Compare any two graphics cards:
GeForce 9500 GT DDR2 vs GeForce GT 210
IntroThe GeForce 9500 GT DDR2 has core speeds of 550 MHz on the GPU, and 500 MHz on the 256 MB of DDR2 memory. It features 32 SPUs along with 16 TAUs and 8 ROPs.
Compare those specs to the GeForce GT 210, which uses a 40 nm design. nVidia has clocked the core frequency at 589 MHz. The DDR3 RAM is set to run at a frequency of 800 MHz on this card. It features 16 SPUs along with 8 TAUs and 4 ROPs.
(No game benchmarks for this combination yet.)
Power Usage and Theoretical Benchmarks
Power Consumption (Max TDP)
The GeForce 9500 GT DDR2 should in theory be quite a bit faster than the GeForce GT 210 overall. (explain)
Texel RateThe GeForce 9500 GT DDR2 should be quite a bit (about 87%) faster with regards to texture filtering than the GeForce GT 210. (explain)
Pixel RateThe GeForce 9500 GT DDR2 will be quite a bit (more or less 87%) more effective at FSAA than the GeForce GT 210, and will be capable of handling higher resolutions while still performing well. (explain)
Please note that the above 'benchmarks' are all just theoretical - the results were calculated based on the card's specifications, and real-world performance may (and probably will) vary at least a bit.
Please note that the price comparisons are based on search keywords - sometimes it might show cards with very similar names that are not exactly the same as the one chosen in the comparison. We do try to filter out the wrong results as best we can, though.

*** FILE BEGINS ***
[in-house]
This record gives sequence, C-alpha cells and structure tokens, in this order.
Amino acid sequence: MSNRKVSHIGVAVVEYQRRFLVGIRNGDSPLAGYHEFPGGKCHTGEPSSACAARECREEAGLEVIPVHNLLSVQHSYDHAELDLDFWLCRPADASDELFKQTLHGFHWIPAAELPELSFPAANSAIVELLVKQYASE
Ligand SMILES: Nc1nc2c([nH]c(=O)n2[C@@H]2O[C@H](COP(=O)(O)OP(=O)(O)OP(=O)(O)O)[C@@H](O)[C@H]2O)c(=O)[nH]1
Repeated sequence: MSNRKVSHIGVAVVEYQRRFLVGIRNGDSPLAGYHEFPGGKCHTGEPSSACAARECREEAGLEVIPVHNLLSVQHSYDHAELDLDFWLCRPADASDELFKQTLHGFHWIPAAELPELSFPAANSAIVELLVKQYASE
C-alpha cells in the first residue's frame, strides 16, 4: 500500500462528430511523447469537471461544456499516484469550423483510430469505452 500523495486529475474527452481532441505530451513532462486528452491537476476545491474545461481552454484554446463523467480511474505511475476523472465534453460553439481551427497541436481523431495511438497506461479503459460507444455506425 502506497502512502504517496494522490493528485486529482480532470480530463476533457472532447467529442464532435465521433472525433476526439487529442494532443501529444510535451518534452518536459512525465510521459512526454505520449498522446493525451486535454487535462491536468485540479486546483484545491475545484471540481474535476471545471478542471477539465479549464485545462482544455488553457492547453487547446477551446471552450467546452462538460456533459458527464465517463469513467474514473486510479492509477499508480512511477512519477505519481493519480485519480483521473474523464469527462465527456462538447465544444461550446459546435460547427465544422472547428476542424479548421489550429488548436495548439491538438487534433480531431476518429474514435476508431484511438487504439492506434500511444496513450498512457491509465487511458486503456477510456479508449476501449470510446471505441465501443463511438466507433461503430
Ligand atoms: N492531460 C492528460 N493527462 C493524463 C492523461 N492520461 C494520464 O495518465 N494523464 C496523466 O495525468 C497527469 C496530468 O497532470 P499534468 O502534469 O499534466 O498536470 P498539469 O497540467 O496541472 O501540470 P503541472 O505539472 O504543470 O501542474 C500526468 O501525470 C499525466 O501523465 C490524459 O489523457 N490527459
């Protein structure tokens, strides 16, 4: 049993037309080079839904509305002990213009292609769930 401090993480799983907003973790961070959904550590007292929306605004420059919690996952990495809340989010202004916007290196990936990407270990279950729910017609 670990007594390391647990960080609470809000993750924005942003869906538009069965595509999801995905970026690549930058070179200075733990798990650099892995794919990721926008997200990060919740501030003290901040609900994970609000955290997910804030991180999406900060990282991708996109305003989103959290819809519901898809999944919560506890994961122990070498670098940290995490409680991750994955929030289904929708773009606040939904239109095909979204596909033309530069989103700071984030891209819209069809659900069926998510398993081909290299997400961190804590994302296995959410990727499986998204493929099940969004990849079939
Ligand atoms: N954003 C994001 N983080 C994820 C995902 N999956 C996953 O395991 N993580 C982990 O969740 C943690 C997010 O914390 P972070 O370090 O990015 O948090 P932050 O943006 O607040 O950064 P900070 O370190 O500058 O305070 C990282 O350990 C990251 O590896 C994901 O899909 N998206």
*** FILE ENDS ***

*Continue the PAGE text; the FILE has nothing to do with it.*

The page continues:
Memory Bandwidth: Memory bandwidth is the maximum amount of information (counted in MB per second) that can be transported across the external memory interface in a second. It is worked out by multiplying the bus width by the speed of its memory. If the card has DDR memory, the result should be multiplied by 2 once again. If it uses DDR5, multiply by ANOTHER 2x. The higher the card's memory bandwidth, the better the card will be in general. It especially helps with anti-aliasing, High Dynamic Range and high resolutions.
Texel Rate: Texel rate is the maximum amount of texture map elements (texels) that can be processed in one second. This number is calculated by multiplying the total amount of texture units by the core speed of the chip. The better this number, the better the video card will be at handling texture filtering (anisotropic filtering - AF). It is measured in millions of texels processed in a second.
Pixel Rate: Pixel rate is the maximum number of pixels that the graphics card can possibly write to the local memory per second - measured in millions of pixels per second. Pixel rate is worked out by multiplying the amount of Render Output Units by the clock speed of the card. ROPs (Raster Operations Pipelines - sometimes also referred to as Render Output Units) are responsible for outputting the pixels (image) to the screen. The actual pixel rate is also dependant on lots of other factors, most notably the memory bandwidth of the card - the lower the bandwidth is, the lower the potential to reach the maximum fill rate.